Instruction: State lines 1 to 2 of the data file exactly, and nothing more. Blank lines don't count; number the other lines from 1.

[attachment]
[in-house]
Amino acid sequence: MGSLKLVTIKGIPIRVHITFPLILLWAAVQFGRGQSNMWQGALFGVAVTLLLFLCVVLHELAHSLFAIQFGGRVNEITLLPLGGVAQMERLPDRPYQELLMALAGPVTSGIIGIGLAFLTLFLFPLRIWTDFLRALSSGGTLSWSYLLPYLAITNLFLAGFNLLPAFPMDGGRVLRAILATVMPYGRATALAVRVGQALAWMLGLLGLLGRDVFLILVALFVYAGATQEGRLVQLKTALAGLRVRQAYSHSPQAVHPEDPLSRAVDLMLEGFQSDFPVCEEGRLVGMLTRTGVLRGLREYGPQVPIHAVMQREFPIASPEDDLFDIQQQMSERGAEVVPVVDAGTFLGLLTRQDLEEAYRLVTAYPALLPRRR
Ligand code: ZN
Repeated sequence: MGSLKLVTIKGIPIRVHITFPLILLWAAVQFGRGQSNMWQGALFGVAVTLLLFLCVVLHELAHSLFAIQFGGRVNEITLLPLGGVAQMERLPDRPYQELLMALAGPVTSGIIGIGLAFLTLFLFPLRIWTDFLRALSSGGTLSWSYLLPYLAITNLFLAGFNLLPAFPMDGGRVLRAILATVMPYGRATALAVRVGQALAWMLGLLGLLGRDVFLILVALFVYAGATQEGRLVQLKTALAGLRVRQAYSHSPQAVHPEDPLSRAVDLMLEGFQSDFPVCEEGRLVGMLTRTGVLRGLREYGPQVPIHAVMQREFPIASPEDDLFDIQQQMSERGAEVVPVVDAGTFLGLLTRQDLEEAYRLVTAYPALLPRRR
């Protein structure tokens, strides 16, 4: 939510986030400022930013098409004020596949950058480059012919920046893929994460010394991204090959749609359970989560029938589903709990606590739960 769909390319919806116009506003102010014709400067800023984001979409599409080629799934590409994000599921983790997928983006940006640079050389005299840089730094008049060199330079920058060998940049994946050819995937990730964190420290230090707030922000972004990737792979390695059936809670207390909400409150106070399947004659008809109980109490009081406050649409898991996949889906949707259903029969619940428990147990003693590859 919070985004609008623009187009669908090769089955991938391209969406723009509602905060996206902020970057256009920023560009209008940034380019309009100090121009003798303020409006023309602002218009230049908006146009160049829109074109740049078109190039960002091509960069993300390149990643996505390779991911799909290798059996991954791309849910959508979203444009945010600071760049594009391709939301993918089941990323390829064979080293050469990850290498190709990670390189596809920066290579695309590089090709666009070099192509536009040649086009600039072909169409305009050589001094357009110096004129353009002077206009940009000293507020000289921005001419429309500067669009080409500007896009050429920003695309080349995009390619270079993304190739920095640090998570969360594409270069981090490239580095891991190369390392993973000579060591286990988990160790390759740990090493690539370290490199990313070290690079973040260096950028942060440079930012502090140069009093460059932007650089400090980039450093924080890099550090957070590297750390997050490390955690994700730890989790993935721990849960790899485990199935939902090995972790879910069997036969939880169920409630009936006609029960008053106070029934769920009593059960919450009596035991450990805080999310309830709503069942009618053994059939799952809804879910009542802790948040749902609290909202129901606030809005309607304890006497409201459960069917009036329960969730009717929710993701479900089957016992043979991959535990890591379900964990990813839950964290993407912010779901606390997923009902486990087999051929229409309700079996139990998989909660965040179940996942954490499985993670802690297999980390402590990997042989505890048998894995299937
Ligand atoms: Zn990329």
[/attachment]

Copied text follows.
[in-house]
Amino acid sequence: MGSLKLVTIKGIPIRVHITFPLILLWAAVQFGRGQSNMWQGALFGVAVTLLLFLCVVLHELAHSLFAIQFGGRVNEITLLPLGGVAQMERLPDRPYQELLMALAGPVTSGIIGIGLAFLTLFLFPLRIWTDFLRALSSGGTLSWSYLLPYLAITNLFLAGFNLLPAFPMDGGRVLRAILATVMPYGRATALAVRVGQALAWMLGLLGLLGRDVFLILVALFVYAGATQEGRLVQLKTALAGLRVRQAYSHSPQAVHPEDPLSRAVDLMLEGFQSDFPVCEEGRLVGMLTRTGVLRGLREYGPQVPIHAVMQREFPIASPEDDLFDIQQQMSERGAEVVPVVDAGTFLGLLTRQDLEEAYRLVTAYPALLPRRR